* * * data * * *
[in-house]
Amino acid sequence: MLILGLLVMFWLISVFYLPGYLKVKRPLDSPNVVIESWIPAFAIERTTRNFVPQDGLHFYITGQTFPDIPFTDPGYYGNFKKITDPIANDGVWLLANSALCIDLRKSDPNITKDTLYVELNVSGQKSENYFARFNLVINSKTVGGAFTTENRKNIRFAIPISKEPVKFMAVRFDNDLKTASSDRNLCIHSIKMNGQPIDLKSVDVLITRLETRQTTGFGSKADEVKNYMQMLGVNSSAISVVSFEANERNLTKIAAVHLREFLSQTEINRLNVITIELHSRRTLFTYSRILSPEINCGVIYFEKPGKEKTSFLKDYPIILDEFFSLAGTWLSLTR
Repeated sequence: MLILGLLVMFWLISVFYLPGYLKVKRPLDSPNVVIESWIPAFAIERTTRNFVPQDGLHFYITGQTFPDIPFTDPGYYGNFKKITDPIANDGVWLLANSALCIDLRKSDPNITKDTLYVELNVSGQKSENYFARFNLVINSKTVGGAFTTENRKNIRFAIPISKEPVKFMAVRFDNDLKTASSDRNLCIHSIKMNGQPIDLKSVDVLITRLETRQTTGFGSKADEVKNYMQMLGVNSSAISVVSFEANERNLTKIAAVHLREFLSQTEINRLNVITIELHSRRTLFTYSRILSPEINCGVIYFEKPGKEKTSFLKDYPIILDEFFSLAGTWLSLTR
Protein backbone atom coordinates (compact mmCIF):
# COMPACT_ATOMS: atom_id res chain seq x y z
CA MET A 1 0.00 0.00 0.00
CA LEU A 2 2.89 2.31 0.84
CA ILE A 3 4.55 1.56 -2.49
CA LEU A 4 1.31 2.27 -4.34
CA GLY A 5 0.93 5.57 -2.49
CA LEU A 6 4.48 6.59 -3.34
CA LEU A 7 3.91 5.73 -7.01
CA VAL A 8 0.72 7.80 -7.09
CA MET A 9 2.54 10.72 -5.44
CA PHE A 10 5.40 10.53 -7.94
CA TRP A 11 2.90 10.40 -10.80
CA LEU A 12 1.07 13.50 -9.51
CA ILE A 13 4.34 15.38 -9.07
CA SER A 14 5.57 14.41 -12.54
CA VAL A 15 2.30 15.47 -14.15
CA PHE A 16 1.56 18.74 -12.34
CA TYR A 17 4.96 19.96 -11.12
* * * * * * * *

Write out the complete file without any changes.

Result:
[in-house]
Amino acid sequence: MLILGLLVMFWLISVFYLPGYLKVKRPLDSPNVVIESWIPAFAIERTTRNFVPQDGLHFYITGQTFPDIPFTDPGYYGNFKKITDPIANDGVWLLANSALCIDLRKSDPNITKDTLYVELNVSGQKSENYFARFNLVINSKTVGGAFTTENRKNIRFAIPISKEPVKFMAVRFDNDLKTASSDRNLCIHSIKMNGQPIDLKSVDVLITRLETRQTTGFGSKADEVKNYMQMLGVNSSAISVVSFEANERNLTKIAAVHLREFLSQTEINRLNVITIELHSRRTLFTYSRILSPEINCGVIYFEKPGKEKTSFLKDYPIILDEFFSLAGTWLSLTR
Repeated sequence: MLILGLLVMFWLISVFYLPGYLKVKRPLDSPNVVIESWIPAFAIERTTRNFVPQDGLHFYITGQTFPDIPFTDPGYYGNFKKITDPIANDGVWLLANSALCIDLRKSDPNITKDTLYVELNVSGQKSENYFARFNLVINSKTVGGAFTTENRKNIRFAIPISKEPVKFMAVRFDNDLKTASSDRNLCIHSIKMNGQPIDLKSVDVLITRLETRQTTGFGSKADEVKNYMQMLGVNSSAISVVSFEANERNLTKIAAVHLREFLSQTEINRLNVITIELHSRRTLFTYSRILSPEINCGVIYFEKPGKEKTSFLKDYPIILDEFFSLAGTWLSLTR
Protein backbone atom coordinates (compact mmCIF):
# COMPACT_ATOMS: atom_id res chain seq x y z
CA MET A 1 0.00 0.00 0.00
CA LEU A 2 2.89 2.31 0.84
CA ILE A 3 4.55 1.56 -2.49
CA LEU A 4 1.31 2.27 -4.34
CA GLY A 5 0.93 5.57 -2.49
CA LEU A 6 4.48 6.59 -3.34
CA LEU A 7 3.91 5.73 -7.01
CA VAL A 8 0.72 7.80 -7.09
CA MET A 9 2.54 10.72 -5.44
CA PHE A 10 5.40 10.53 -7.94
CA TRP A 11 2.90 10.40 -10.80
CA LEU A 12 1.07 13.50 -9.51
CA ILE A 13 4.34 15.38 -9.07
CA SER A 14 5.57 14.41 -12.54
CA VAL A 15 2.30 15.47 -14.15
CA PHE A 16 1.56 18.74 -12.34
CA TYR A 17 4.96 19.96 -11.12